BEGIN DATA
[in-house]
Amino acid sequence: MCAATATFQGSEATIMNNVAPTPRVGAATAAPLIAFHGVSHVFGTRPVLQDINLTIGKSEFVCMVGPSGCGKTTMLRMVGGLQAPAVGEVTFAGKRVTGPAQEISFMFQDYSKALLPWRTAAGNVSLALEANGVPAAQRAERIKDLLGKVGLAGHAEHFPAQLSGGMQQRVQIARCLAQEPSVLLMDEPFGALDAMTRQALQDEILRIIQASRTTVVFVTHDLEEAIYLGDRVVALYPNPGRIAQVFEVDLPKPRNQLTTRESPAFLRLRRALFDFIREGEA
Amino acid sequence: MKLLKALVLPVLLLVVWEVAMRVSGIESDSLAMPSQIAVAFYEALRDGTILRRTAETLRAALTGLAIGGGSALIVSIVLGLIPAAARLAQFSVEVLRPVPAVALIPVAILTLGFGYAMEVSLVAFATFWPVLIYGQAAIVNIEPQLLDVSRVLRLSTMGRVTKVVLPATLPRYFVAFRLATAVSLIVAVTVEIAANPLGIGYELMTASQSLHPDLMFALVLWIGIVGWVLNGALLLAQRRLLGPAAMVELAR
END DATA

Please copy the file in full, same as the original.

[in-house]
Amino acid sequence: MCAATATFQGSEATIMNNVAPTPRVGAATAAPLIAFHGVSHVFGTRPVLQDINLTIGKSEFVCMVGPSGCGKTTMLRMVGGLQAPAVGEVTFAGKRVTGPAQEISFMFQDYSKALLPWRTAAGNVSLALEANGVPAAQRAERIKDLLGKVGLAGHAEHFPAQLSGGMQQRVQIARCLAQEPSVLLMDEPFGALDAMTRQALQDEILRIIQASRTTVVFVTHDLEEAIYLGDRVVALYPNPGRIAQVFEVDLPKPRNQLTTRESPAFLRLRRALFDFIREGEA
Amino acid sequence: MKLLKALVLPVLLLVVWEVAMRVSGIESDSLAMPSQIAVAFYEALRDGTILRRTAETLRAALTGLAIGGGSALIVSIVLGLIPAAARLAQFSVEVLRPVPAVALIPVAILTLGFGYAMEVSLVAFATFWPVLIYGQAAIVNIEPQLLDVSRVLRLSTMGRVTKVVLPATLPRYFVAFRLATAVSLIVAVTVEIAANPLGIGYELMTASQSLHPDLMFALVLWIGIVGWVLNGALLLAQRRLLGPAAMVELAR